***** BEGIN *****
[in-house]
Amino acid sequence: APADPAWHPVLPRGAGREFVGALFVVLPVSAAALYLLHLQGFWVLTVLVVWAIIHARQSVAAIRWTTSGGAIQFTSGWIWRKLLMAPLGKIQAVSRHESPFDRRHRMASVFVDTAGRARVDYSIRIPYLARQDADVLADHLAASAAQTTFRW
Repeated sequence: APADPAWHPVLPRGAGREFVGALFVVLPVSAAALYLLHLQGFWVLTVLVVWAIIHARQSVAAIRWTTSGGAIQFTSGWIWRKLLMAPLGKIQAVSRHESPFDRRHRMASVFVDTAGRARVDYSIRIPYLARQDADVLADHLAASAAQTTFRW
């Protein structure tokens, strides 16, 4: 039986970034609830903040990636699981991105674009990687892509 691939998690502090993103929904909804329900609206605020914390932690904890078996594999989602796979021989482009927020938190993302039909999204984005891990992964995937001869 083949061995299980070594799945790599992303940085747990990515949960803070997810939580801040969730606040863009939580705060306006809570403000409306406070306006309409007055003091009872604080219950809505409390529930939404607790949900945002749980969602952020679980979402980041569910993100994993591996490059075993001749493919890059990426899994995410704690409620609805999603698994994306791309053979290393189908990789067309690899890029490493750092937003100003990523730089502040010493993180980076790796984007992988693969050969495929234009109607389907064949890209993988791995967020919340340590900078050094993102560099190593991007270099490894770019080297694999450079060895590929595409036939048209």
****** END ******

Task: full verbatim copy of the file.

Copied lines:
[in-house]
Amino acid sequence: APADPAWHPVLPRGAGREFVGALFVVLPVSAAALYLLHLQGFWVLTVLVVWAIIHARQSVAAIRWTTSGGAIQFTSGWIWRKLLMAPLGKIQAVSRHESPFDRRHRMASVFVDTAGRARVDYSIRIPYLARQDADVLADHLAASAAQTTFRW
Repeated sequence: APADPAWHPVLPRGAGREFVGALFVVLPVSAAALYLLHLQGFWVLTVLVVWAIIHARQSVAAIRWTTSGGAIQFTSGWIWRKLLMAPLGKIQAVSRHESPFDRRHRMASVFVDTAGRARVDYSIRIPYLARQDADVLADHLAASAAQTTFRW
């Protein structure tokens, strides 16, 4: 039986970034609830903040990636699981991105674009990687892509 691939998690502090993103929904909804329900609206605020914390932690904890078996594999989602796979021989482009927020938190993302039909999204984005891990992964995937001869 083949061995299980070594799945790599992303940085747990990515949960803070997810939580801040969730606040863009939580705060306006809570403000409306406070306006309409007055003091009872604080219950809505409390529930939404607790949900945002749980969602952020679980979402980041569910993100994993591996490059075993001749493919890059990426899994995410704690409620609805999603698994994306791309053979290393189908990789067309690899890029490493750092937003100003990523730089502040010493993180980076790796984007992988693969050969495929234009109607389907064949890209993988791995967020919340340590900078050094993102560099190593991007270099490894770019080297694999450079060895590929595409036939048209």